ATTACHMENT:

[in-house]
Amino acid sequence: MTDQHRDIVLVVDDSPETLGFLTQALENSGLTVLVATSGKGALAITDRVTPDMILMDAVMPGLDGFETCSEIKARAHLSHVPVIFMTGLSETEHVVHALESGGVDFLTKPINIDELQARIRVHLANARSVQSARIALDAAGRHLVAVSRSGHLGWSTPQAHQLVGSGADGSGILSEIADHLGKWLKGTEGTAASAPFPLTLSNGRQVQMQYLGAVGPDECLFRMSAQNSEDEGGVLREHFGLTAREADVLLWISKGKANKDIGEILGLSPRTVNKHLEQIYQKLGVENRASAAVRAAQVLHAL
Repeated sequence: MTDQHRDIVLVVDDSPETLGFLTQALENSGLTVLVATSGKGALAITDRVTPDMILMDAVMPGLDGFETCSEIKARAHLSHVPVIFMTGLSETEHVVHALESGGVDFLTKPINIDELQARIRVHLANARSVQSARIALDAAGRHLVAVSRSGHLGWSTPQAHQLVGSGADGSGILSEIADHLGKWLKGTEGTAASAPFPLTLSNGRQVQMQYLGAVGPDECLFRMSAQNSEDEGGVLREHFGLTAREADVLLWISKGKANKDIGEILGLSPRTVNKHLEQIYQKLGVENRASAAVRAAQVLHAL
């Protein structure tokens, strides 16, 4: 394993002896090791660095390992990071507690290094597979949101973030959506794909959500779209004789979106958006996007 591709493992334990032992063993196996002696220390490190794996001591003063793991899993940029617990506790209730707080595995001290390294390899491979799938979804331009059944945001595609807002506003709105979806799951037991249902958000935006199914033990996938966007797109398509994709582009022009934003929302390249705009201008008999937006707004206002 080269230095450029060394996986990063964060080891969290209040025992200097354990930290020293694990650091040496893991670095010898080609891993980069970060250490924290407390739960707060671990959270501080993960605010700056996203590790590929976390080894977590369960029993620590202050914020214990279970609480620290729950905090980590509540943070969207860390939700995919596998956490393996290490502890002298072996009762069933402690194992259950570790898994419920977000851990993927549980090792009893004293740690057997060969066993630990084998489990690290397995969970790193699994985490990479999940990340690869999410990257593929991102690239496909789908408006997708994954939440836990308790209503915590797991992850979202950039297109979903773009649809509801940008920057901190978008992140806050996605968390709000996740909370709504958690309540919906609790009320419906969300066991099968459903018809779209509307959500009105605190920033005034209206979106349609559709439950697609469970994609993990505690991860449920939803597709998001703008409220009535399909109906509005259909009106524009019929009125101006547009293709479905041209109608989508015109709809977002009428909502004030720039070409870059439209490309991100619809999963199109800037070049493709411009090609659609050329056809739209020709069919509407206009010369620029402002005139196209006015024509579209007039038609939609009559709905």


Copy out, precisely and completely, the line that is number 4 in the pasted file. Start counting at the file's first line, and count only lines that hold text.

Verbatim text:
């Protein structure tokens, strides 16, 4: 394993002896090791660095390992990071507690290094597979949101973030959506794909959500779209004789979106958006996007 591709493992334990032992063993196996002696220390490190794996001591003063793991899993940029617990506790209730707080595995001290390294390899491979799938979804331009059944945001595609807002506003709105979806799951037991249902958000935006199914033990996938966007797109398509994709582009022009934003929302390249705009201008008999937006707004206002 080269230095450029060394996986990063964060080891969290209040025992200097354990930290020293694990650091040496893991670095010898080609891993980069970060250490924290407390739960707060671990959270501080993960605010700056996203590790590929976390080894977590369960029993620590202050914020214990279970609480620290729950905090980590509540943070969207860390939700995919596998956490393996290490502890002298072996009762069933402690194992259950570790898994419920977000851990993927549980090792009893004293740690057997060969066993630990084998489990690290397995969970790193699994985490990479999940990340690869999410990257593929991102690239496909789908408006997708994954939440836990308790209503915590797991992850979202950039297109979903773009649809509801940008920057901190978008992140806050996605968390709000996740909370709504958690309540919906609790009320419906969300066991099968459903018809779209509307959500009105605190920033005034209206979106349609559709439950697609469970994609993990505690991860449920939803597709998001703008409220009535399909109906509005259909009106524009019929009125101006547009293709479905041209109608989508015109709809977002009428909502004030720039070409870059439209490309991100619809999963199109800037070049493709411009090609659609050329056809739209020709069919509407206009010369620029402002005139196209006015024509579209007039038609939609009559709905």